It is all you need to do a Springover..
     
  6. 450 DUDE

    450 DUDE

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    YO Keith; as mentioned above make sure its clean and dont weld over your flux, maybe a little hotter.
    you can tell how good your welds are by grinding into it or cutting it in half.
    You dont want any porisity (bubbles), no crud in the weld and look on the back side for heat, you should see a nice hot spot.
    try some flat stock for practice and dich that pipe.

    hope that helps.



    ken
     
  7. chicago

    chicago

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    Thanks for the info gents,
    So it sounds as if im running a bit "cold" based on the comments above, and I need to flatten/ the corners of the cuts for the bevel?! Is that right?
    Its actaully a friends welder, and hes letting me borrow it till I can get my own. I did no cleaning of the metal...Truth be told, I was so excited to start, I just chopped up some pipe and started rolling.
    We have a s*** LOAD of scrap pipe at the shop, so this is what I have to use for right now, though I do have the blessings of various customers of ours to pilfer scrap metal bins which I will most likely do next week.
    So cleaning the metal...just scrape the finish a bit?

    2badFJ...
    I was looking at the weld you did in your bumber build thread around the stem for the spare carrier...that looked good to me. Very difficult id imagine.
    It seems to me that if you learn to weld one can save a TON of money in this hobby.

    Thanks again for the input, very cool.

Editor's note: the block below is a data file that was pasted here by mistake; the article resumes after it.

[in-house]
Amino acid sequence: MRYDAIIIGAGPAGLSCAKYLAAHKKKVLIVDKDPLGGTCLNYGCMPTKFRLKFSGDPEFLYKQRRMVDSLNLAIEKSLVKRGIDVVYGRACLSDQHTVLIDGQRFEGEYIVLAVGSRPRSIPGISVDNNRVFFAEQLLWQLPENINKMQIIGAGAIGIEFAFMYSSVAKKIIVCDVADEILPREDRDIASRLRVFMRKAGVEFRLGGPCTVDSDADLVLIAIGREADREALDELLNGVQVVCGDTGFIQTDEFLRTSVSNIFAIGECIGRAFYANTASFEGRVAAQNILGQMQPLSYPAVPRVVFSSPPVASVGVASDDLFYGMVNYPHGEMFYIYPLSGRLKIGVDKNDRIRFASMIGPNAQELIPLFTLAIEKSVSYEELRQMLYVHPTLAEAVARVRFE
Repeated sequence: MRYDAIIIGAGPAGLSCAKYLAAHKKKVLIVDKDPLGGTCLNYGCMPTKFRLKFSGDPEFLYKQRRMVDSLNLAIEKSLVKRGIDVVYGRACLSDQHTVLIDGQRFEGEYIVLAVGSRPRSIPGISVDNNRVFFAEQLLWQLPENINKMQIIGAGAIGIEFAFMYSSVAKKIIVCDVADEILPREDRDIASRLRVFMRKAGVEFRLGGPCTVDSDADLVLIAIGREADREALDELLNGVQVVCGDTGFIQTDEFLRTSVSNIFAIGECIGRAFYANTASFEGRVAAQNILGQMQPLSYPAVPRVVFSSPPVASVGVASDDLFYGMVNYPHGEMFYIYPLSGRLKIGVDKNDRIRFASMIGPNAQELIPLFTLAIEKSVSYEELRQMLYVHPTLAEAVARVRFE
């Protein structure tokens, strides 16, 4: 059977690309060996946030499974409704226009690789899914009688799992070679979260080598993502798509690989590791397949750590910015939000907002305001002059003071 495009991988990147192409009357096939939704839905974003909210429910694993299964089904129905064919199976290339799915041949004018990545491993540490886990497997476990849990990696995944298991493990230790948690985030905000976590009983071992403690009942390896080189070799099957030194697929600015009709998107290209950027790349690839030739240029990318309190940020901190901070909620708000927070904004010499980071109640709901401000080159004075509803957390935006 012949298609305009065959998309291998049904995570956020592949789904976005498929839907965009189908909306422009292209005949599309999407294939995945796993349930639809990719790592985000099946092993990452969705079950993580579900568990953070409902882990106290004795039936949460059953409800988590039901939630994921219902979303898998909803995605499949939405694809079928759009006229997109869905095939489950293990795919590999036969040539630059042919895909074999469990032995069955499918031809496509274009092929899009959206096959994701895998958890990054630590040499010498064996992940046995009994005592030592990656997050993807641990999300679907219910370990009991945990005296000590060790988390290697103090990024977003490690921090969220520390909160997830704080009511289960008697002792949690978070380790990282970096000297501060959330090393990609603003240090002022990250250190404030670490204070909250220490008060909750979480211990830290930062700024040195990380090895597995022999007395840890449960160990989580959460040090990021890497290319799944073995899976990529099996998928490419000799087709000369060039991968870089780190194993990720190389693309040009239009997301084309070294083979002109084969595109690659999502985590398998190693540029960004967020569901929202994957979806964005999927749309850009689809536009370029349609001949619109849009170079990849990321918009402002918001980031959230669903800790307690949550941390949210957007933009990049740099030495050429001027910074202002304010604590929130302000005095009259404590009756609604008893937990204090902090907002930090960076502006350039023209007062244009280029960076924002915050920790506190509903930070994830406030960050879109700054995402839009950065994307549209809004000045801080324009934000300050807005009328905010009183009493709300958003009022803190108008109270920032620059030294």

Chicago
     
  8. chicago

    chicago

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    BTW,
    Ill try a higher heat setting today, and try cleaning the surface and beveling the edges and see what I come up with!

    Thanks again,

    Keith

    Tony and Ken...nice to see you two posting up since we never seem to run in the same cricles on here!:D

    Keith
     
  9. 2badfjs

    2badfjs

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    i was told that you want your welds to look like dimes or nickles layed down.
    i guess you could say that, as close as you can get to that look.

    like mace, i use .35 flux core wire (no gas)
    i really never knew that you get better penetration with flux core untill last sunday when someone told me that and untill now when mace mentioned it.
    more clean up and more splatter, but i dont have to worry about running out of gas in the middle of a project.

    i use a Hobart handler 180/185 220v my temp is set on 2 and my wire speed is about 35-40
    i try not to go to fast and always have the "gun" moving.
    if you have to go over a weld, make sure you clean the first weld up real good.

    couple of pics for ya
    keep practicing :cheers:

    Q:Chicago,
    2badFJ...
    I was looking at the weld you did in your bumber build thread around the stem for the spare carrier...that looked good to me. Very difficult id imagine.